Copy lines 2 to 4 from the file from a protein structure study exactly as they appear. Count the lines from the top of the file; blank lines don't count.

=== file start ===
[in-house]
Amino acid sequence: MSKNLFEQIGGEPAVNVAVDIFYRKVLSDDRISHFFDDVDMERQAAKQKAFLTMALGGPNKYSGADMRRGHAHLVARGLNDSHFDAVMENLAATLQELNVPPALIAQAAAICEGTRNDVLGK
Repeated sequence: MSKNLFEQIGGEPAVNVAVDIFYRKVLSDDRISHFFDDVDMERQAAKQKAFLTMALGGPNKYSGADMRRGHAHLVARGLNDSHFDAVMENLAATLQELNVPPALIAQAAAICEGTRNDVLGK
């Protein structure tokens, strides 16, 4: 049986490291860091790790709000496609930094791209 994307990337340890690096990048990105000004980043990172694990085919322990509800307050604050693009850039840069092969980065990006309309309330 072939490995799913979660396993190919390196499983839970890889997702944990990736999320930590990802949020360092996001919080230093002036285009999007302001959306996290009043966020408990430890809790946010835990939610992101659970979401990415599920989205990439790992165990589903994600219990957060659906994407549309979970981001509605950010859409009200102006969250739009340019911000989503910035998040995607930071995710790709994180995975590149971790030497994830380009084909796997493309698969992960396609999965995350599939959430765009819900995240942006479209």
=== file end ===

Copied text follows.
Amino acid sequence: MSKNLFEQIGGEPAVNVAVDIFYRKVLSDDRISHFFDDVDMERQAAKQKAFLTMALGGPNKYSGADMRRGHAHLVARGLNDSHFDAVMENLAATLQELNVPPALIAQAAAICEGTRNDVLGK
Repeated sequence: MSKNLFEQIGGEPAVNVAVDIFYRKVLSDDRISHFFDDVDMERQAAKQKAFLTMALGGPNKYSGADMRRGHAHLVARGLNDSHFDAVMENLAATLQELNVPPALIAQAAAICEGTRNDVLGK
């Protein structure tokens, strides 16, 4: 049986490291860091790790709000496609930094791209 994307990337340890690096990048990105000004980043990172694990085919322990509800307050604050693009850039840069092969980065990006309309309330 072939490995799913979660396993190919390196499983839970890889997702944990990736999320930590990802949020360092996001919080230093002036285009999007302001959306996290009043966020408990430890809790946010835990939610992101659970979401990415599920989205990439790992165990589903994600219990957060659906994407549309979970981001509605950010859409009200102006969250739009340019911000989503910035998040995607930071995710790709994180995975590149971790030497994830380009084909796997493309698969992960396609999965995350599939959430765009819900995240942006479209």